Trust is a sticky concept, as it requires the truster and trustee to have the same expectations and regularly communicate any changes to such. Depending on the way in which the trust has been broken and the flexibility of both the wronged and wronger, it could easily be repaired or eternally shattered.
Plus, people make mistakes. People make mistakes in both act, and self-assessment. By the latter, I mean that few people honestly recognize who they are. Most people overestimate their reliability, fidelity, and faithfulness. So promises based on false and faulty self-analysis are often broken.
Furthermore, promises are based on other-assessment. So saying, for example, “I would never stray,” requires (for most people) that the conditions that existed at the time of the promise don’t change radically.
That probably sounds douchy to a lot of people, but I think it’s really a matter of degree. For example, I think we can all agree that in a monogamous relationship someone would be a douche for straying if their partner had a headache one night. I suspect the number of people who think that would drop significantly if the partner were instead in a persistent vegetative state. Those are extremes, of course, but somewhere along that continuum is boundary condition for almost all people. Some people will accept greater changes from initial conditions before they feel that their promise no longer holds…but most who honestly self-assess will realize that somewhere along that line is the point where the person and conditions that existed when they made the promise no longer exist.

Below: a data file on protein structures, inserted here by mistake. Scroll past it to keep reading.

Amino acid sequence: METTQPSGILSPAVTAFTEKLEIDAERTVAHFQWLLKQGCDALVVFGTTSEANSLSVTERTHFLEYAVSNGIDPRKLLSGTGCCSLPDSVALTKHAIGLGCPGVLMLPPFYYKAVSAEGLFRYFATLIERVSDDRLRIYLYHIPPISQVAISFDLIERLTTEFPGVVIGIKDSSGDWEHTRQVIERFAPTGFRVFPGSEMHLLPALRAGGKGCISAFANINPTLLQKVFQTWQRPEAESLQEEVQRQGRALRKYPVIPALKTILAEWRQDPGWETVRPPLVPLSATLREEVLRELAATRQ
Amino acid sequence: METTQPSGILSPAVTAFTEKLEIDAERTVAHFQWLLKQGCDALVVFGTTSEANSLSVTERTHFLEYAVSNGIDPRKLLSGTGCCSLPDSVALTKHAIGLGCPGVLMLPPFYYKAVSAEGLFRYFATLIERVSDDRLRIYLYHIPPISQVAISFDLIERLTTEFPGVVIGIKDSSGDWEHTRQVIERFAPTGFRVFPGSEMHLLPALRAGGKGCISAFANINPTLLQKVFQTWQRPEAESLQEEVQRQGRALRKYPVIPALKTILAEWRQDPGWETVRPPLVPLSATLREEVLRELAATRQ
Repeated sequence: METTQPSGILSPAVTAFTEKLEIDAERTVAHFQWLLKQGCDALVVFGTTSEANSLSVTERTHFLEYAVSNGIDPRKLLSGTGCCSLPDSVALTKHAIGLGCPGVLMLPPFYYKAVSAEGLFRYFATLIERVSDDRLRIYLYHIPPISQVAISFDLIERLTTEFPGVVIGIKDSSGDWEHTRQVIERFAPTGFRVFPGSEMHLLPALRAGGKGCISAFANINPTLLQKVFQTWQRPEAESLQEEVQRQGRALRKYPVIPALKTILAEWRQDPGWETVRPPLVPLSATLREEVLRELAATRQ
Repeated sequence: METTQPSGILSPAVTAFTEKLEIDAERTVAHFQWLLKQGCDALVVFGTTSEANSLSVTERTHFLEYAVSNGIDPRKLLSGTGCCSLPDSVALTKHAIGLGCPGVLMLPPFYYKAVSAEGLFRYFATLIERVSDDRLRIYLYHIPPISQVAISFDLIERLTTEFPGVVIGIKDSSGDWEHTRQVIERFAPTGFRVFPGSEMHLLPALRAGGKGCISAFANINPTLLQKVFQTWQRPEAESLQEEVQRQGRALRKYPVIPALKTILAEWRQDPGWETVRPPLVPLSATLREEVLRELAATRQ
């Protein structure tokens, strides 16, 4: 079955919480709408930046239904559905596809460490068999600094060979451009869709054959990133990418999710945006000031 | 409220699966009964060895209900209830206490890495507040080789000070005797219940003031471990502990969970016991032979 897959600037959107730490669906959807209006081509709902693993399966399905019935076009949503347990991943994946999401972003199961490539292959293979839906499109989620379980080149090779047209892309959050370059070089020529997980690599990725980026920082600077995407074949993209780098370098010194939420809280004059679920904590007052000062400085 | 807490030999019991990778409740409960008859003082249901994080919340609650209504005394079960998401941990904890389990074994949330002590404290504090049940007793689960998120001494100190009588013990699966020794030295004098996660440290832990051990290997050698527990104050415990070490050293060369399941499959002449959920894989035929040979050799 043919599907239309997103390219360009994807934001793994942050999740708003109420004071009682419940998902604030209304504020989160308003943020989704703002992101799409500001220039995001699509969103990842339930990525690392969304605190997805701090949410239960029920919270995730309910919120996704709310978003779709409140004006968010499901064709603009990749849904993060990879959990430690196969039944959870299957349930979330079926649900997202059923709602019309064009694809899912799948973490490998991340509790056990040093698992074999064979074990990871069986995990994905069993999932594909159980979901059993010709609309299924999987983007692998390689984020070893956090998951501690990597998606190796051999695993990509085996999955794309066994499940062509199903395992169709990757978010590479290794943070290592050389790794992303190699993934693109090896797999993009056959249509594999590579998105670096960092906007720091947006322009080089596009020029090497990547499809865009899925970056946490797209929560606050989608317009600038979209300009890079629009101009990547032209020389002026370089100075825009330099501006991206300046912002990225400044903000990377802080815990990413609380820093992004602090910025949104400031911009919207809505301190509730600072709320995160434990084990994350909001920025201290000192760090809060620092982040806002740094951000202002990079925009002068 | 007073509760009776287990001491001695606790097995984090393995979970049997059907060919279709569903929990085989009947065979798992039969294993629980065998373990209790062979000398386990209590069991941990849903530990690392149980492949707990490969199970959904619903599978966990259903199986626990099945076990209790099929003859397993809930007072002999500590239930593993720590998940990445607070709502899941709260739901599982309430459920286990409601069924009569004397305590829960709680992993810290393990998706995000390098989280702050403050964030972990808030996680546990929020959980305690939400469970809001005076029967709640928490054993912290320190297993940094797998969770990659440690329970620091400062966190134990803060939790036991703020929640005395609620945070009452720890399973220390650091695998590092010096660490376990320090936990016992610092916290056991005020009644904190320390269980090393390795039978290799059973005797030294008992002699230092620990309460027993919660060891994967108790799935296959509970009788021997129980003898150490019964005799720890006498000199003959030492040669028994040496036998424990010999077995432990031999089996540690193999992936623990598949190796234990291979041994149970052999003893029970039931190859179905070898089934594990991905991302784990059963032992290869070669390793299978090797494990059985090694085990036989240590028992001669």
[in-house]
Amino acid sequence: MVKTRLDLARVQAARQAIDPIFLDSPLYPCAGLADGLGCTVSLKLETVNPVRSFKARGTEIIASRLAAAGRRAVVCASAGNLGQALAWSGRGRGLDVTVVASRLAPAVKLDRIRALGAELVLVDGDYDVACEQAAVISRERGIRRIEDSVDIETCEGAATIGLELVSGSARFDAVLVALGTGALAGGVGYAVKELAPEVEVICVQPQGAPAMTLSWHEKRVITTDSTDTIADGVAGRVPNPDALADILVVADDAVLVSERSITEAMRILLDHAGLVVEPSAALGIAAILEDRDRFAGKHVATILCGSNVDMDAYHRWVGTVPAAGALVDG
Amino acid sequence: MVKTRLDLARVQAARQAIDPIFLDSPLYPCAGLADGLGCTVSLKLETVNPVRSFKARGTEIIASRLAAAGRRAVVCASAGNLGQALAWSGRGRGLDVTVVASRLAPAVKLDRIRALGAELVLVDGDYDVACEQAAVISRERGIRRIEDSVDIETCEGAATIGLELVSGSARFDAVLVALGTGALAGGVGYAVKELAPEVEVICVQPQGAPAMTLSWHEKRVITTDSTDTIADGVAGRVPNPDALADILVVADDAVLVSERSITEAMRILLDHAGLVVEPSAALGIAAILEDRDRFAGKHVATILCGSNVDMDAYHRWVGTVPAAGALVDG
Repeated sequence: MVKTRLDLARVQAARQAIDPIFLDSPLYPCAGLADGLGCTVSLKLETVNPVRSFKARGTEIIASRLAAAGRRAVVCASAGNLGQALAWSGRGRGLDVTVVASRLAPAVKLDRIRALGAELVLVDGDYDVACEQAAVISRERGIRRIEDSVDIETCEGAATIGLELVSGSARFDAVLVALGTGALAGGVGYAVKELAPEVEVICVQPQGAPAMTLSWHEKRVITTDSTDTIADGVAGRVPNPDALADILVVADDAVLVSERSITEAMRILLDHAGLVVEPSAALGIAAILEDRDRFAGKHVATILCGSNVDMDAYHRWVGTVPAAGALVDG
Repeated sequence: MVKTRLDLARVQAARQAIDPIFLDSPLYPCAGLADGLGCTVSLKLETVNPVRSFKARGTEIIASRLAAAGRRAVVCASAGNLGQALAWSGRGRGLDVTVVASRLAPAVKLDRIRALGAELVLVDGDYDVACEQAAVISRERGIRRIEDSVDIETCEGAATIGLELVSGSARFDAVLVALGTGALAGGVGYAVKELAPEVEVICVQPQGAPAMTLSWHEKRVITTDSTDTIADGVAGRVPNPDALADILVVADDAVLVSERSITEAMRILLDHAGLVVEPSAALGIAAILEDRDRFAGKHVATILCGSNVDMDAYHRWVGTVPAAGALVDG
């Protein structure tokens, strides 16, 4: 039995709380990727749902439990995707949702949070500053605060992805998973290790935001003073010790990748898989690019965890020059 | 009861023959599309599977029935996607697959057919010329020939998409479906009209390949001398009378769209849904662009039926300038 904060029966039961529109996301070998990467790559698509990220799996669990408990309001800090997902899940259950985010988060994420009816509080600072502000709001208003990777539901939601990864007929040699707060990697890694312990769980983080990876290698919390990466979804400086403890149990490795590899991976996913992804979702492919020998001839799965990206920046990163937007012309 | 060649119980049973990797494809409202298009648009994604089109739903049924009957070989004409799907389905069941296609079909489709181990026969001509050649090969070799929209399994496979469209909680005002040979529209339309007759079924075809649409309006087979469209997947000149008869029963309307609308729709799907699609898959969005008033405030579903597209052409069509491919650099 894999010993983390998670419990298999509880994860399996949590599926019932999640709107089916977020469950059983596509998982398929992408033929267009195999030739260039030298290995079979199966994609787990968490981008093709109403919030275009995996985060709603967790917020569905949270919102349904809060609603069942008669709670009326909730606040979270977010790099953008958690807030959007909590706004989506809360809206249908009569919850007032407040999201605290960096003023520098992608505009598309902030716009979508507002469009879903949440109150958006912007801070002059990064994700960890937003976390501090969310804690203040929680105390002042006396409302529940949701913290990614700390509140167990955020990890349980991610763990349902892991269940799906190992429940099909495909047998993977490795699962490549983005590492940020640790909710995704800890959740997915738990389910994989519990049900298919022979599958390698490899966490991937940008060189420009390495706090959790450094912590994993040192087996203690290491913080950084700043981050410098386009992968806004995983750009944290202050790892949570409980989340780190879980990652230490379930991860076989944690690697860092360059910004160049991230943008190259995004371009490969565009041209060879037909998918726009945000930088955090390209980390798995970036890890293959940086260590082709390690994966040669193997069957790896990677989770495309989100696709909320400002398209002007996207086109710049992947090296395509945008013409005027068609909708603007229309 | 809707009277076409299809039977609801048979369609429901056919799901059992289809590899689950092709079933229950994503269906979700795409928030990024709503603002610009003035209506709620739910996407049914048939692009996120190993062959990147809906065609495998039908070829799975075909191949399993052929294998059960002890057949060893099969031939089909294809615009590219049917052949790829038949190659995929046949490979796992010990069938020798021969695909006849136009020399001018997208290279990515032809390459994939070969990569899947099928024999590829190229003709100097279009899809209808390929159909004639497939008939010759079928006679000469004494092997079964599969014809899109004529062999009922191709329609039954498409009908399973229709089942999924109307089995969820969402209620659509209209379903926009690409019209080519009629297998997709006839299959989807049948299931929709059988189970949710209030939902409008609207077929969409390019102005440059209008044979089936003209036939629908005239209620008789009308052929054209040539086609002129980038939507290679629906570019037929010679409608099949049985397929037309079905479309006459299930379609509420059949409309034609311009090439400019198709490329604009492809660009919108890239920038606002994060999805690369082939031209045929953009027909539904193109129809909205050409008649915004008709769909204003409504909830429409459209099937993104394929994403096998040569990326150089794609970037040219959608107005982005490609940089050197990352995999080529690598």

So…can trust be rebuilt once it’s broken? Depends. Depends on the parties, the betrayal, the initial conditions, the change in conditions, the flexibility of the wronged, the flexibility of the wronger, and the desire of the parties to repair.
That last one is probably the biggest one. I’ve known people who are one-strike absolutists and those who are like water. Personally, I try to be more like water, flowing around the obstacles in life. I don’t always succeed, but I try.
But really, the key to repairing trust is the openness of the parties to do so and to communicate clearly about what went wrong, how and why it went wrong, and how to mitigate or accept that in the future.
Would you ever go back door?
I go back door all the time. It’s closer to the parking lot.
I think you misunderstood anon’s question.
I believe anon wants to know if you’d be interested in playing on her basketball team and she runs the Princeton offense.
think about it.
ScoFri hits yet another homerun!
You know I think of Canada as our cute little cousin Oliver of the north.